The Prime Minister of Ireland Leo Varadkar on Saturday legalized abortion for women abolishing one of the oldest referendums of the country. The Irish were overwhelmed by the decision and celebrated on the streets happily.
The decision comes after a majority of people voted for the repeal of the 8th amendment that was implied by the Catholic Dictates. The 8th referendum, which was added to the constitution in 1983, puts a ban on abortion to give equal right to a women and the unborn child. This is a historic move by the government and will be a landmark in the country's political development.
Ireland is one of the most socially conservative countries among the European nations. The liberalisation of the country began with the acceptance of same sex marriage in 2015.
According to The Denver Post: Ireland's political leadership promised that Parliament will quickly pass a new abortion law guaranteeing unrestricted abortion up to 12 weeks and beyond that in cases of fatal fetal abnormalities or serious risks to a mother's health. That would bring Ireland's access to abortion in line with the other 27 members of the European Union.
RTE's exit poll showed a similar split on the vote, with an estimated 69.4% voting "Yes" and 30.6% voting "No," according to the exit poll.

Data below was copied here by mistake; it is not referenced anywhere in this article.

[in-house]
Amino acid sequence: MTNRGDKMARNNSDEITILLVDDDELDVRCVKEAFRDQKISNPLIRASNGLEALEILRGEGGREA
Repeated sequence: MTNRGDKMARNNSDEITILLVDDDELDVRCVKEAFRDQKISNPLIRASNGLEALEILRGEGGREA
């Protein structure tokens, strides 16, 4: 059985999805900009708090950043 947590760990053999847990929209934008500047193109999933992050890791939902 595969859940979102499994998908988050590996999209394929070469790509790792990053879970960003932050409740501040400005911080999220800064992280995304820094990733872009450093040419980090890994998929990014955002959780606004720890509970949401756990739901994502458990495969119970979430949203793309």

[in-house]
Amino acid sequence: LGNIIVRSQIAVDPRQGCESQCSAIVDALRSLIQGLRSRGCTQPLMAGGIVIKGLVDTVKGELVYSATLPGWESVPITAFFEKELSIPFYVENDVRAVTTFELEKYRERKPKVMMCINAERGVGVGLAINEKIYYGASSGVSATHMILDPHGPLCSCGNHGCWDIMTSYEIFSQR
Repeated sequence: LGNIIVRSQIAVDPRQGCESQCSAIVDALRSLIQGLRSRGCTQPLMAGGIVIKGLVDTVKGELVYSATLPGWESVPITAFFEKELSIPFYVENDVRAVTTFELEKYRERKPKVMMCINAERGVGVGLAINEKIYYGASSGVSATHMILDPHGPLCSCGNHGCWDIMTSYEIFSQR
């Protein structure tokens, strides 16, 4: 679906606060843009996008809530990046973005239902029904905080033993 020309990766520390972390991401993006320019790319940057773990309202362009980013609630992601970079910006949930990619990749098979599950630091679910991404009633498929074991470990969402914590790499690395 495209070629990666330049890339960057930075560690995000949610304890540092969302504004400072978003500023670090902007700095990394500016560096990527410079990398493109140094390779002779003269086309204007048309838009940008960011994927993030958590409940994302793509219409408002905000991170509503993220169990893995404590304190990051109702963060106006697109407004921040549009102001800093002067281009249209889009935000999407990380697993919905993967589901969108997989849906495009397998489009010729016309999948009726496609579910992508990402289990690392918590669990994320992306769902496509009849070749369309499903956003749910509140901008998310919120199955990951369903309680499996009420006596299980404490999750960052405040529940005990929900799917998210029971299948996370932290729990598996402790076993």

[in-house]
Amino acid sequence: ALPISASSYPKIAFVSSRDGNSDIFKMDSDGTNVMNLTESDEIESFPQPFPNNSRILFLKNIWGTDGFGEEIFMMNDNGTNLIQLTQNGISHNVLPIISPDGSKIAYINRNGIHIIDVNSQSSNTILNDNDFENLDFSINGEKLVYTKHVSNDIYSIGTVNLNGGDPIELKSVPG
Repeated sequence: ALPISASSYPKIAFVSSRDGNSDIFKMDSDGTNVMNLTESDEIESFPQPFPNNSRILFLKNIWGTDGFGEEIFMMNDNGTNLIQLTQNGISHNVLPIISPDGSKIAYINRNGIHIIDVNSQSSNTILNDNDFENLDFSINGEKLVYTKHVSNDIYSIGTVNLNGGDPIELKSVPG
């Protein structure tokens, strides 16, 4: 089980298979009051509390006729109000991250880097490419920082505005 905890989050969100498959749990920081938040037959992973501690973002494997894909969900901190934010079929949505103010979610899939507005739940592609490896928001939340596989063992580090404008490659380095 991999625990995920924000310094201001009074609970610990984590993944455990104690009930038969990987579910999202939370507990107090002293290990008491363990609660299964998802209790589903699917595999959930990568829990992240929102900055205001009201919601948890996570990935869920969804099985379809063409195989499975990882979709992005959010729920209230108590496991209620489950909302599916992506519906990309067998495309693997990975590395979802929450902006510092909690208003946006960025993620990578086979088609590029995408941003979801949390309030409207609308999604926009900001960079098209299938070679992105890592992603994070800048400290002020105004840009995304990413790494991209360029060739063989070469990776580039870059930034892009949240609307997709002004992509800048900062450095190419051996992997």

An Irish Times exit poll of about 4,000 voters by Ipsos/MRBI shows that 68% voted "Yes" to repealing the Eighth Amendment, which guarantees a mother and her unborn fetus "an equal right to life." An estimated 32% said "No," according to the poll.
As reported by Humans Rights watch, over the years, the ban led to an injunction against a 14-year-old rape victim to stop her traveling to England for a termination, and, as recently as 2014, to a forced caesarean on a young asylum seeker, who despite being raped had not been allowed to travel for an abortion. Some women, like Savita Halappanavar, died because of the eighth amendment. The European Court of Human Rights and the United Nations Human Rights Committee ruled on multiple occasions that the ban violated women's rights, and told Ireland time and again to change its laws.
In another report by Centre for Reproductive Rights: In 2013 and 2014 respectively the Center for Reproductive Rights filed cases on behalf of two women in Ireland, Amanda Mellet and Siobhán Whelan, before the United Nations Human Rights Committee, claiming that as a result of Ireland's prohibition on abortion both women were subjected to multiple violations of their rights under the International Covenant on Civil and Political Rights, a binding international treaty ratified by Ireland.